Through the years, I’ve noticed that it’s a particular type of person that persists with the purist oceanic pastime of surfing. There is a certain set of characteristics developed through nature and nurture that lay the foundation for a lifetime pursuit of chasing wave energy. It strikes me that it’s one of the reasons we feel connected to other surfers when we travel, regardless of culture, age and, language. Surfing seems to act as a natural human filter, bringing together and uniting a tribe of people around the world who have both chosen and been chosen by a love for riding waves.
Each of us has our surfing story – the events that led us to today – whether it’s the young Australian grom scoring waves after school, the Norwegian business consultant heading to the coast on her weekends, the Moroccan surf instructor coaching burkini clad beginners, or the Israeli retiree faithfully committed to dawn patrol longboard sessions. There are infinite variations of the surfer’s path, yet we’re a community of people who share much more common ground than we most often realize. In a world tormented by divisive politics and segregation, there are traits which I see time and again in the souls I cross during surf travels. Perhaps you also see one or two in yourself.
Thirst for Exploration
Before we set foot in the water, there is an intrigue that unites future surfers. A wondering about the natural world sets the foundation for a lifetime of learning from the greatest of all teachers; mother nature. Curiosity may well have led to the cat’s demise, but it also kills ignorance, and a knowledge of the ocean and her intricacies is part of every surfer’s journey. Surfers are explorers, both locally and globally, so easily creating an intimate relationship between surfing and traveling.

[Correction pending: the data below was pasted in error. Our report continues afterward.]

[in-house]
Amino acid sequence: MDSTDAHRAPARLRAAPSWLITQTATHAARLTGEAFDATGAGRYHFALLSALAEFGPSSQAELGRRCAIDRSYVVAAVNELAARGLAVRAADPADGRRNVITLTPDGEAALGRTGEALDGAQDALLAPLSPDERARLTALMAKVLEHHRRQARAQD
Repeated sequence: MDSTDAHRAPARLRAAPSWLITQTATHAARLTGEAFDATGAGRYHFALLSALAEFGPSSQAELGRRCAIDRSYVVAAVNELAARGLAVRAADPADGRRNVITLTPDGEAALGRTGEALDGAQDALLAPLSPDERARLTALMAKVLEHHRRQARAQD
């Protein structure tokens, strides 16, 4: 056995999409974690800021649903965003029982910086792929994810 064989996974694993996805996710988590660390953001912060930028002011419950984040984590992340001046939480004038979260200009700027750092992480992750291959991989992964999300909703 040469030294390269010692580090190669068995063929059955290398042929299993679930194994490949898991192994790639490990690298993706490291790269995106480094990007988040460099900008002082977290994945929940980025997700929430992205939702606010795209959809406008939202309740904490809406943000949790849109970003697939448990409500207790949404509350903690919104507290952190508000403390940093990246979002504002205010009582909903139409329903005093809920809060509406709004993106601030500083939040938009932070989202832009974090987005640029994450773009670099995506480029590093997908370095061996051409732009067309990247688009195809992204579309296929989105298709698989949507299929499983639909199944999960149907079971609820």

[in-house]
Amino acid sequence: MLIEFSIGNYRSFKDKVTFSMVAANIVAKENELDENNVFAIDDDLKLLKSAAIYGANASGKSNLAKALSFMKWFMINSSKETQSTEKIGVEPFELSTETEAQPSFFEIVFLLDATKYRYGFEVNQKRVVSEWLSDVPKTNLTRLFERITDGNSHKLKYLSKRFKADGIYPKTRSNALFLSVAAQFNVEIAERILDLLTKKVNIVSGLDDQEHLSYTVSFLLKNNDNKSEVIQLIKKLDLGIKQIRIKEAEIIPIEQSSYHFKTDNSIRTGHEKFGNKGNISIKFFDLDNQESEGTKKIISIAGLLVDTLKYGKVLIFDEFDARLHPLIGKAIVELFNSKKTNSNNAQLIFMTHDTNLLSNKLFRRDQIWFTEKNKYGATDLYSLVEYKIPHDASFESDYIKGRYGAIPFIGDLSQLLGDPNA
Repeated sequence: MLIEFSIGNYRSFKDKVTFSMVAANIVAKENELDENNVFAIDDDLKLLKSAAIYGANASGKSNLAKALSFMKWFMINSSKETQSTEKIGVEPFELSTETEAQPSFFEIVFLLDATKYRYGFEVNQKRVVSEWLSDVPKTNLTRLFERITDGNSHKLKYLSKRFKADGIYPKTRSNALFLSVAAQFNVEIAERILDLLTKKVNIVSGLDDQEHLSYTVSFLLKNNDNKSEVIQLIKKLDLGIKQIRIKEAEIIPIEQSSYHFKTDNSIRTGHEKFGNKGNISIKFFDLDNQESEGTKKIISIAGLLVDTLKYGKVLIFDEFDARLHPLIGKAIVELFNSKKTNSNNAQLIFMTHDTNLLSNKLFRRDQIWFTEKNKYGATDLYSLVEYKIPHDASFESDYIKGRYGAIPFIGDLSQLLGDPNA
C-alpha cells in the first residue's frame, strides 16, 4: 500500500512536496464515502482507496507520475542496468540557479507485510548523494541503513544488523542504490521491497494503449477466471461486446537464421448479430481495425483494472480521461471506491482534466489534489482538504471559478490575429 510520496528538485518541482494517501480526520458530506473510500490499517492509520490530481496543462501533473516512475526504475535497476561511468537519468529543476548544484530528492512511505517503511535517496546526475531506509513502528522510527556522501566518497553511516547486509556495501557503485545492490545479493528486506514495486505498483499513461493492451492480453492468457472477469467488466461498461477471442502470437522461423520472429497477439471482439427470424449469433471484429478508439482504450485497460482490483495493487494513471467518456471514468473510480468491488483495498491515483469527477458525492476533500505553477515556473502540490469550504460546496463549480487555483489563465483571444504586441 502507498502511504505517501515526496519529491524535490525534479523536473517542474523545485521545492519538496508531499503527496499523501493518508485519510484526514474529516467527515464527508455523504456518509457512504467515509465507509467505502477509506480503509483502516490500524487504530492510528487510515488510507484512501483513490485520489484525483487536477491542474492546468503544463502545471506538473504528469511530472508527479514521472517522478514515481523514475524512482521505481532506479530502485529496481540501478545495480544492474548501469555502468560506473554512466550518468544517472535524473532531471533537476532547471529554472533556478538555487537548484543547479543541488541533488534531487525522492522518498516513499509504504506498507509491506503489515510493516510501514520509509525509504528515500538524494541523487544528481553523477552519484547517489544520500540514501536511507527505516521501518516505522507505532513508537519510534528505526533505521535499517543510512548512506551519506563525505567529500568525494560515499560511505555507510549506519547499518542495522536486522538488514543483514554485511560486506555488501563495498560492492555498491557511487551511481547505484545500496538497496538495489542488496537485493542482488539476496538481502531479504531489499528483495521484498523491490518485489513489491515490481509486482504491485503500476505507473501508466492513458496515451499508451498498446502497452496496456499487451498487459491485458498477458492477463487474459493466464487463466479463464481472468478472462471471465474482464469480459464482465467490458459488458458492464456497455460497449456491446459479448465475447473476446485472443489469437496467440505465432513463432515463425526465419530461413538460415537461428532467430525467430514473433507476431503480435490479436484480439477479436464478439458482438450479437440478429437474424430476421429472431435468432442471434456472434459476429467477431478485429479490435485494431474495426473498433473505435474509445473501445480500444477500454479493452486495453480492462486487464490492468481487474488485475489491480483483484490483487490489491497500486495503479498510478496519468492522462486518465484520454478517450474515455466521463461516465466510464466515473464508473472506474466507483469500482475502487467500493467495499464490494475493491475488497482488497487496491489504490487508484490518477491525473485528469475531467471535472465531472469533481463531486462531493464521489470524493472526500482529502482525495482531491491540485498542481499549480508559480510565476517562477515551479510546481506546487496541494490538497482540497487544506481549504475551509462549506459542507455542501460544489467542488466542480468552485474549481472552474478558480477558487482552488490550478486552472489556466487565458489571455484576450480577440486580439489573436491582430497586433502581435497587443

There is no guarantee of beautiful moments in surfing, but all surfers eventually experience them. The personal and indescribable experiences in our lives that keep us paddling out. And the willingness to wait for them often defines a surfer more than his or her individual ability. Impatience has no place in surfing, and the impatient will grow tired of marginal conditions and personal mistakes. Waiting, and being content to wait, is the only path to surfing nirvana.
The surfer’s ability to fail and learn from failure is one reason why mere mortals (non-surfers) simply cannot comprehend what we are able to do with a slice of fiberglass a splash of wax. Surfing can be an intensely frustrating way to spend time and progressing as a surfer can involve highs and lows that require Herculean levels commitment. Surfing, in its essence, is the antithesis of our modern quick-fix culture. For many, it provides a meditative respite from the pressure of fast results.
Without doubt, some of the scariest moments of any surfer’s life will be in the ocean. Perhaps it is that pendulum swing in and out of our comfort zones which keeps us returning again and again to the sea. The ability to consciously challenge yourself and the thrill of thriving where others fear to tread.
A Love for Nature
Imagine a world where all politicians were also surfers. It is no accident that most surfers are also environmentalists to some degree. Nowhere is the juxtaposition of human influence and natural degradation so apparent than the place where land and sea meet. And surfers have a front row seat in this arena, witnessing nature’s magnificence while becoming intimately aware of the destructive potential of our actions.
These five traits are our common ground. There are powers in the modern world with an interest in division of the human race. Many social and political pressures we all feel to put up the walls of nationalism, protection, and security, which often lead to segregation and dehumanization of those unlike us.
Waves, however, don’t discriminate. They fall upon all shores across our small planet, offering no privilege or favoritism. On all shorelines from the United States to Iran, there are humans who gaze in wonder at the ocean and its breaking waves, just as there are people of all races, creeds and orientations that choose to engage the energy in the surfing dance. Our paths differ, but the core of our humanity is so often the same. We have all chosen surfing and surfing has chosen us all. We are united as a global tribe.
As a wave of political popularism rises throughout much of the world in the wake of middle-eastern instability and over-publicized religious extremism, it is our duty as a tribe of united souls to look past our prejudices. It is our duty to help our friends, family and colleagues to see what we see. See the surfer, not the color. See the surfer, not the nationality. See the surfer, not the religion. See the characteristics that unite us, not those that divide.